Buddhism, however, maintains that although there are positive and radical social developments which 'can relieve much suffering, by themselves these will always ultimately disappoint us. This is because they will be distorted and shaped by the aggressive and acquisitive character of our deluded root human condition - Buddha's `Three Fires'. (This is the most striking lesson of the failure of the Communist dream of human liberation). Consequently, our analysis (or rather, our understanding) must begin with the nature of human beings themselves. Social structures and processes are indeed hugely important, but still nevertheless only secondary
Buddhism thus returns social science to its existential roots. For example, it invites economists to consider its claim that acquisitiveness originates as much in the root insecurity and angst of the human animal as in its physical needs. This is illustrated alike by the flaunting conspicuous consumption of the wealthy ruling minority throughout history and by characteristic behaviour in the affluent societies of the world.
Secondly, we do nevertheless need to develop a Buddhist social theory which will both be taken seriously by educated non-Buddhists and which can explain the complexity of modem social life without secularising or diminishing Dhamma. Parading yet again all the social passages from the suttas is just not good enough! Buddhism offers a diagnosis of the human condition almost wholly in terms of the person. Only comparatively recently has social evolution become sufficiently dynamic and complex as to stimulate the development of explicatory social theories. In my book The Social Face of Buddhism (Wisdom 1989) I argued that phenomenological social theory provides a highly appropriate amplification of basic Dhamma. From the time of our birth, we each not only respond to the precariousness of our human condition in a personal sense, but as inheritors of delusive meanings about the world. these latter become objectified and solidified `out there'. Authority, for example, is seen as `belonging' to someone, instead of an attribute we have given to some one who has power. Similarly, the ideolagies of `us' and `them', good and evil, which bestride our world are mistaken as reality itself, rather than the alienating projections of the insecure and fearful beings that we are. In short, our `personal' kamma is supercharged by, and at one with, a social kamma.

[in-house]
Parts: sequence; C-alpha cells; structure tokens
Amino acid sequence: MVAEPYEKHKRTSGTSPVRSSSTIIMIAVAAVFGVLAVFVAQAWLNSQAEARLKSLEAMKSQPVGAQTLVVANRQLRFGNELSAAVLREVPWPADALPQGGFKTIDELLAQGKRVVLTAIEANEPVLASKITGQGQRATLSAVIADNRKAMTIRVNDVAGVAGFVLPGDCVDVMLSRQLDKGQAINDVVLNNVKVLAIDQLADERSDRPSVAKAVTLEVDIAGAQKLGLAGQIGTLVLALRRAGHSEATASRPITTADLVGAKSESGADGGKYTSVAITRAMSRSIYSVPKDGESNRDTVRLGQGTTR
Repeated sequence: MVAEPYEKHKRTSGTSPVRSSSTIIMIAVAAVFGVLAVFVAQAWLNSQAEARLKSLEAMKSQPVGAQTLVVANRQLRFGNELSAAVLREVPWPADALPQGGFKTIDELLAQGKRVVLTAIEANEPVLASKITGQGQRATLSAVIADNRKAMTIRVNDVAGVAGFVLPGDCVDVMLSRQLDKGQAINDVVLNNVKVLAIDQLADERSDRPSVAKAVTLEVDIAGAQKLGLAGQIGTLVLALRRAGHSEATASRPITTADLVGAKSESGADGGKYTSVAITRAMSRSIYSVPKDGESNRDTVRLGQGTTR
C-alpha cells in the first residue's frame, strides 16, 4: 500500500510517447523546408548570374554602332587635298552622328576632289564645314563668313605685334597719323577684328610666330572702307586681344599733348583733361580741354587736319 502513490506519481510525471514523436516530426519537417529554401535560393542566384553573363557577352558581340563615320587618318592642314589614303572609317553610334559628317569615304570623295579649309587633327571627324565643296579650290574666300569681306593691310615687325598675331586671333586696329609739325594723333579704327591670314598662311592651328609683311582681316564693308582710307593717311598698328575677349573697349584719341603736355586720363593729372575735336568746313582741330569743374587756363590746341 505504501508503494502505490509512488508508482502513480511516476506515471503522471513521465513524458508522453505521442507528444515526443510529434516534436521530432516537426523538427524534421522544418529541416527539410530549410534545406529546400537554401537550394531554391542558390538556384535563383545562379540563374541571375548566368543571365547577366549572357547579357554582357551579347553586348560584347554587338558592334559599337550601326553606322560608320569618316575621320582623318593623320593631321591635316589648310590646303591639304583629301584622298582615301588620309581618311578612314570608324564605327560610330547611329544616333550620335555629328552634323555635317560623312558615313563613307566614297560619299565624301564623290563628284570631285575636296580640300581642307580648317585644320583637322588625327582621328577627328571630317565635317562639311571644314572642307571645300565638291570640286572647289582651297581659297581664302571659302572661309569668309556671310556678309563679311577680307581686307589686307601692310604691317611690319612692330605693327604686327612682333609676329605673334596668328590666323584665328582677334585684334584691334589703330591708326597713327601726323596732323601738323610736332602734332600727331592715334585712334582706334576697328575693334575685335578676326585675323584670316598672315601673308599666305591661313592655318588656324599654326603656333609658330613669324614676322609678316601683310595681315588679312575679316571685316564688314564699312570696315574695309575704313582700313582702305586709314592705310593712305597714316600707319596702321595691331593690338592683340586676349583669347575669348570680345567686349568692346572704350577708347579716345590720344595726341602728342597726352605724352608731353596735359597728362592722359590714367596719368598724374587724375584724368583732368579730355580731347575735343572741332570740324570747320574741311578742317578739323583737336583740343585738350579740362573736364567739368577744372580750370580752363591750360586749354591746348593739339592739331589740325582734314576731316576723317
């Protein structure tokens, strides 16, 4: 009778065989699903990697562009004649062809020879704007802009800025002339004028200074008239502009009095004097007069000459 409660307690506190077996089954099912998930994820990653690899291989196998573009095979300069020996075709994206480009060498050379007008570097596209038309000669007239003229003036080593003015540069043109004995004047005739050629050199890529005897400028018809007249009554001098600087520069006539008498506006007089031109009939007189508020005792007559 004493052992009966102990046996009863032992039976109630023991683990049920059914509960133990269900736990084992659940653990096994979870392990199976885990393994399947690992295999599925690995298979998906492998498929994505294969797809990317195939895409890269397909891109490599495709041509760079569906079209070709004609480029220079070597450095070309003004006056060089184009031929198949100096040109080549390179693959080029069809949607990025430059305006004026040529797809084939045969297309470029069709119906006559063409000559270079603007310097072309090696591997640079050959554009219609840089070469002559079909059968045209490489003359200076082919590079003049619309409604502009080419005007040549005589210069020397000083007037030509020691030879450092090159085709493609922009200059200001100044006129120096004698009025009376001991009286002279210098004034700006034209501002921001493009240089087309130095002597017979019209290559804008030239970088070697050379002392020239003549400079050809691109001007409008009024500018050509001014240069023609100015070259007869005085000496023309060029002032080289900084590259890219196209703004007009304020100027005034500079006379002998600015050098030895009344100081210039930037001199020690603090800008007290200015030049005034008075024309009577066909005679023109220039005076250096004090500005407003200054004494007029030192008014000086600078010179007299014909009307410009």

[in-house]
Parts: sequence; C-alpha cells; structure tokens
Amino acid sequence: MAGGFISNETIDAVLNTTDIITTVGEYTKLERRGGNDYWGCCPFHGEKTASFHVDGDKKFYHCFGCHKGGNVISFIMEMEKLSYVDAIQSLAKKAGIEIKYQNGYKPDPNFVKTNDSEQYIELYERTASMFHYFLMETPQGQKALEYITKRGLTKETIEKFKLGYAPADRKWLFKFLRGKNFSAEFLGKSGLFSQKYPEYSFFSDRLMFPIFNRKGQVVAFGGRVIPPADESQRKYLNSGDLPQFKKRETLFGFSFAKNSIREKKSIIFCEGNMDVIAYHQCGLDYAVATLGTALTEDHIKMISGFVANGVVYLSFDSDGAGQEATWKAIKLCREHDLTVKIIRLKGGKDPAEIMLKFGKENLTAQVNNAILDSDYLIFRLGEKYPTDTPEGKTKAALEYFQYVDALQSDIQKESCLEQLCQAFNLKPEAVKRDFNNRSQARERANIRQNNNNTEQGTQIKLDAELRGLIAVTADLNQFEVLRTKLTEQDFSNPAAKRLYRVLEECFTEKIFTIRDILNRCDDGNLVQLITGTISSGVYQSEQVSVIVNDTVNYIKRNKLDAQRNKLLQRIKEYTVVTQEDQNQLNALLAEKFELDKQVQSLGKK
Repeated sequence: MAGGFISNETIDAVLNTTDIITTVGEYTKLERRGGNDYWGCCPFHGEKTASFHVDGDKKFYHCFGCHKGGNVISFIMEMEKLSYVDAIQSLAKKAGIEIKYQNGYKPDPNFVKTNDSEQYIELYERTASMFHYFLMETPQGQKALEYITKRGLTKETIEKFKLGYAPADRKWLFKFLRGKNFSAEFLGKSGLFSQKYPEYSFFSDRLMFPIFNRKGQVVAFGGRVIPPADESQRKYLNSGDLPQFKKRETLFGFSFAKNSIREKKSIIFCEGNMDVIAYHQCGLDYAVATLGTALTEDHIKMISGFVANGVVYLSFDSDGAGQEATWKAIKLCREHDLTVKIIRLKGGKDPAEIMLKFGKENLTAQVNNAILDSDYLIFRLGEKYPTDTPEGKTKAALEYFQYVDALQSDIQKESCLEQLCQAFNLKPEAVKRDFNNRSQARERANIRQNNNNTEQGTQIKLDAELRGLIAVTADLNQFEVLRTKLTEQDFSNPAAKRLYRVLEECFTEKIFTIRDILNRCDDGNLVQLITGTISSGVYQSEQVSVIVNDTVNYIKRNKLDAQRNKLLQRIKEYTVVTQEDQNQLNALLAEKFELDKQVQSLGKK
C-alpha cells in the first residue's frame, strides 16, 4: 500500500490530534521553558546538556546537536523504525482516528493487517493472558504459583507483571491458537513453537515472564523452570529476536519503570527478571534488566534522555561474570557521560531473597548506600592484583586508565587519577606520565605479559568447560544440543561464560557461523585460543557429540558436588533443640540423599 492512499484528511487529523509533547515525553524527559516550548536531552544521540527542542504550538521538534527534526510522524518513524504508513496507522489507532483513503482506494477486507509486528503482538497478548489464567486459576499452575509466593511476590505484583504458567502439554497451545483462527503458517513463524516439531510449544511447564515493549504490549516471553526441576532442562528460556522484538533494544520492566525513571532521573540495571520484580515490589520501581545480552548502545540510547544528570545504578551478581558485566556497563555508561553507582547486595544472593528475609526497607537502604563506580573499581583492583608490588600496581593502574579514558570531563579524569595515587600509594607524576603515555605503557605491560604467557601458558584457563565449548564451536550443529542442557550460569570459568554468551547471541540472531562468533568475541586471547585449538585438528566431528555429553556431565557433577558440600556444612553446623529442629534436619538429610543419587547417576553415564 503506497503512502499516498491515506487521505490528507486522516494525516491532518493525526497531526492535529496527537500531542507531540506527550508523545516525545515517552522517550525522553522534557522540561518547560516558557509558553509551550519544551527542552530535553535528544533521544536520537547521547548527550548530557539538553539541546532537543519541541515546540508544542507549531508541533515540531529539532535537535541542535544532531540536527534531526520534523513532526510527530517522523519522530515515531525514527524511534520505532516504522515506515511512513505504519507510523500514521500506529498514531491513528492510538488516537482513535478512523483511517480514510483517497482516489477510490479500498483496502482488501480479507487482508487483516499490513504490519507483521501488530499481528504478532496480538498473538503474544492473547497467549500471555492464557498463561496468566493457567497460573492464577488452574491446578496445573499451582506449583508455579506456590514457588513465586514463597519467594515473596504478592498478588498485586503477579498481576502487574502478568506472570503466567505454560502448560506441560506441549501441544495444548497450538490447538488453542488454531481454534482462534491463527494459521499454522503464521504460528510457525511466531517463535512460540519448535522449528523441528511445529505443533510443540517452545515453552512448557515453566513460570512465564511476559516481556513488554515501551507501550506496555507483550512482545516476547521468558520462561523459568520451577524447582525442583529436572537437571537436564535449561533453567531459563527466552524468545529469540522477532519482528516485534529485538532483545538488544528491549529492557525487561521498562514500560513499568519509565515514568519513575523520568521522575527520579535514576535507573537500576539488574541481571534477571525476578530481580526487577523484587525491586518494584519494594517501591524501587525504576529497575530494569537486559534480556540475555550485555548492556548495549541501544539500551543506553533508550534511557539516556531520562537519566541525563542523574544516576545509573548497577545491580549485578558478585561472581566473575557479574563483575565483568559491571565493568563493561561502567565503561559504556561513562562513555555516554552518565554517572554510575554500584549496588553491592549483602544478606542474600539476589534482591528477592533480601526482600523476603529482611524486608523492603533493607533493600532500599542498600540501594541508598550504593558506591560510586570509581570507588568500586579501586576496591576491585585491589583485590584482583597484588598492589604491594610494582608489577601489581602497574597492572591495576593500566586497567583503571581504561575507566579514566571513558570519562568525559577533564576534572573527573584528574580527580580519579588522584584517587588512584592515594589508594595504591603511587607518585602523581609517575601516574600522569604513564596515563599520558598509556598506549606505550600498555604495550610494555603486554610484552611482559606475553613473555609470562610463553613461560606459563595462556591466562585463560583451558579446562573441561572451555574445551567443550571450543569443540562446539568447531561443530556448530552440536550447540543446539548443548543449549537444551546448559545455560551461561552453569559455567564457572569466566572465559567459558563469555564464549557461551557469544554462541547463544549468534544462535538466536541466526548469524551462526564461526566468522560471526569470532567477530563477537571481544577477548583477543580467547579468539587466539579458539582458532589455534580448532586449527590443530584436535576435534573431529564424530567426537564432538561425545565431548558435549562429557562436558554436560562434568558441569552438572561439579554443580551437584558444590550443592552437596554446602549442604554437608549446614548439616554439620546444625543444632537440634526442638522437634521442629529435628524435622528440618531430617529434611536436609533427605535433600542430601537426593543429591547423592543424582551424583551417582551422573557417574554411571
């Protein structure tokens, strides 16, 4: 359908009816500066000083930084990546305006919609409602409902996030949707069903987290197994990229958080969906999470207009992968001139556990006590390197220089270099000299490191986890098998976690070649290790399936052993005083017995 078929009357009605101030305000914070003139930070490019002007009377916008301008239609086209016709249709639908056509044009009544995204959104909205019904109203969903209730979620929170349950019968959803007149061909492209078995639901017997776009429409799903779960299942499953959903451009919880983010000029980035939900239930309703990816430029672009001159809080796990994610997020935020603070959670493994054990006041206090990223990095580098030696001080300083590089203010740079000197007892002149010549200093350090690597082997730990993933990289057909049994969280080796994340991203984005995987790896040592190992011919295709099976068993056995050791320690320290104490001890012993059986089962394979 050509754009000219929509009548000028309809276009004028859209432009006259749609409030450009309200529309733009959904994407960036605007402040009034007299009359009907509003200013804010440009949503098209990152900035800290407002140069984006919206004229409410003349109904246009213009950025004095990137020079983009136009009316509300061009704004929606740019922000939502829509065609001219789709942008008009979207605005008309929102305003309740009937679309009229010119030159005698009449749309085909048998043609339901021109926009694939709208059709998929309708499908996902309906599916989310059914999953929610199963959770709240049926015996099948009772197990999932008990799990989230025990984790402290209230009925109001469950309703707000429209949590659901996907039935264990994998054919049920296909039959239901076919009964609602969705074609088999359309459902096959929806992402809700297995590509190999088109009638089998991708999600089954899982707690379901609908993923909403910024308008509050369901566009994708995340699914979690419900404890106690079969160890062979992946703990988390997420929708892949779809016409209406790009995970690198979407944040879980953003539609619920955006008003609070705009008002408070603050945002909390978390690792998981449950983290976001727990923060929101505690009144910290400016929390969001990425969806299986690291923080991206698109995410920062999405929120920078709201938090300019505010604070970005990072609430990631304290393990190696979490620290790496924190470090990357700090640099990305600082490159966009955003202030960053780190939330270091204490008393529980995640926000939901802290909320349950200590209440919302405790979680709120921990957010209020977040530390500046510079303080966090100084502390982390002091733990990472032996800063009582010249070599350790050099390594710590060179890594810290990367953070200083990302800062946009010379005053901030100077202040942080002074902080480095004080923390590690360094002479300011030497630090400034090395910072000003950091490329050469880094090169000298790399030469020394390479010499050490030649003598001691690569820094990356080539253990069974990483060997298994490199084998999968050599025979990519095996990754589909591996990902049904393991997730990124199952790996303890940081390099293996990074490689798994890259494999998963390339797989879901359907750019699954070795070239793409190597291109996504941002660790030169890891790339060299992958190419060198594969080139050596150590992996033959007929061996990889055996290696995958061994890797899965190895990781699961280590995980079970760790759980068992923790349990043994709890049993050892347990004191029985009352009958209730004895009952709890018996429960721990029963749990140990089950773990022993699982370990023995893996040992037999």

Similarly, the great institutions which embody the aggressiveness, acquisitiveness and divisiveness of Buddha's `Three Fires' appear to take on a life of their own, trapping in `the system' even those who may be reluctant to meet their demands and expectations. In the Over-Developed countries millions of kindly people happily accept `ordinary' lifestyles which are in fact needless yet hugely destructive ecologically and in relation to Third World peoples. A few of the more thoughtful may change to a more frugal, `Green' lifestyle, but unless they are also committed changing the social values and structures ultimately responsible their personal example can have little effect. We are entrained in a headlong global ecosocial kamma which is overwhelming good intentions like the Rio de Janeiro o Earth Summit. These are examples of a socially informed Dhammic perspective which I have developed more fully in my Social Face of Buddhism and in essays like Getting out of our own light* which presents ideology as a key category in Buddhist social analysis of another.
Thirdly, our Buddhist social analysis must be extended so as to be practical and helpful to all who are socially oppressed and exploited, if we are truly brothers and sisters of another Our analysis must make it clear that the inner work of spiritual liberation must go hand in hand with the outer work of eco-social liberation, and that they are ultimately about one and the same Wisdom/Compassion. Meditative insight into our self-created `reality' can free-off energy and courage, as well as bringing clarity. We will' only overcome our eco-social afflictions when enough of us are enough at peace with ourselves, with one another, and with the planet, as t make fruitful our efforts to create, as from now, a society which is ultimately held together by loving kindness (metta), instead of by the power of the State or the greed of the Market. And those efforts, and the non-violent, mutualistic grassroots organisations and structures which we are now creating, must in turn support personal growth just as the old institutions distort and stunt it.
There is no lack of blueprints for ecologically harmonious, democratic, decentralised, self-reliant societies of the future. Whilst these can offer inspirational guidelines they are also commonly flourished as consoling ideological utopias. Our Buddhist social analysis must assist us in helping to create an alternative future in modest and practical ways, well rooted in existing realities. There are now a growing number of such projects in the Third World, some of which are spiritually informed (The Buddhist inspired Sarvodaya movement in Sri Lanka is one instructive example}. In the Bodhisattva tradition, we must be able to share our social understanding with people of other faiths and no faith, without necessarily preaching Buddhism to them.
* In Dharma Gaia: a harvest of essays in Buddhism and ecology. Ed Allan Hunt Badiner. Berkeley, Parallax Press, 1990.
Copy from Indra's Network, Journal of the UK Network of Engaged Buddhist.